Carla A. Pfeffer
Areas of Expertise & Civic Involvements
Pfeffer is a sociologist whose research and teaching is at the intersection of contemporary families, genders, sexualities, and bodies considered marginal, unusual, or socially problematic. Pfeffer has studied the experiences and perspectives of cisgender (non-transgender) women partners of transgender men. In another area of research, Pfeffer examines the experiences of those described by medical professionals as obese. In a new collaborative and international project, funded by the Economic and Social Research Council, Pfeffer and colleagues will study transgender men’s practices and experiences around reproduction and reproductive healthcare. Across all of her research, Pfeffer focuses on the social processes and beliefs that define individuals and communities as marginal, unusual, or problematic, as well as how members of these stigmatized groups manage and adapt to living under such social strain.
Challenges the notion that LGBT group membership is solely biological and that LGBT people would never choose to be LGBT. Suggests that human rights should not be predicated on biological vs. choice-based determinations of group membership.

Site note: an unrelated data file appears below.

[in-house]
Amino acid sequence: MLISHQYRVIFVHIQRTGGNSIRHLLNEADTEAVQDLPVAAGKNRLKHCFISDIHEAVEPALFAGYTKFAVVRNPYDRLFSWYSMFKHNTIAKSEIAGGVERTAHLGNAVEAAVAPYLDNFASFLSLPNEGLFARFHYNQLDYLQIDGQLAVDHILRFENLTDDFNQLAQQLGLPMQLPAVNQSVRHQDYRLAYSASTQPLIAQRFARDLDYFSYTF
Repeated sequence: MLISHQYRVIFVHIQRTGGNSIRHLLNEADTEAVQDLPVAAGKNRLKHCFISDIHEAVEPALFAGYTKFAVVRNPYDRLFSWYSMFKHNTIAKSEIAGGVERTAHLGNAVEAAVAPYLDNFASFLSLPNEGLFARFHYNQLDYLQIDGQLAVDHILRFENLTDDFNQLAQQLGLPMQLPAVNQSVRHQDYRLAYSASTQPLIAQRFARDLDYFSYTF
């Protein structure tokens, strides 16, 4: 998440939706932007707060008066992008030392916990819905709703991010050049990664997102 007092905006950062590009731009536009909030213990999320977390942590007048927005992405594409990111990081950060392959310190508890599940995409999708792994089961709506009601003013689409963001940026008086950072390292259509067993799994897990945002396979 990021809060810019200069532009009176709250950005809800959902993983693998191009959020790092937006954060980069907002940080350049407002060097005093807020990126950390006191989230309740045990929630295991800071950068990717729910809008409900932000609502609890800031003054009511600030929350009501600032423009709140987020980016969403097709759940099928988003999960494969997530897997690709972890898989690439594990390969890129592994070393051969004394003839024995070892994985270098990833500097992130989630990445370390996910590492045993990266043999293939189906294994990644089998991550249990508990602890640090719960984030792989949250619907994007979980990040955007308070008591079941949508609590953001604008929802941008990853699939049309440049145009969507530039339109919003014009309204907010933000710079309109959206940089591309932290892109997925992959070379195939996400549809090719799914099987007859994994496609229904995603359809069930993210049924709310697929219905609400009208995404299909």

Discusses the importance of expanding scholarship on the sexualities and sexual behavior of those who are transgender-identified and their partners in order to counter common misperceptions and confusion between sex, gender, sexuality, and sexual behavior.
Identifies the social processes by which the partners of transgender people access regulated social recognition, services, and institutions on behalf of themselves, their partners, and their families.
Discusses the types of household and emotional labor performed by the partners of transgender people, expanding scholarship on LGBT families and family life.
Considers how a transgender partner’s body image and gender-related body dysphoria may affect a romantic partner’s body image and impact intimacy between partners.
Considers whether or not proving that homosexuality is genetic may influence support for lesbian and gay people. Challenges the notion that “born this way” formulations of sexual identity always result in more accepting attitudes toward lesbians and gay men.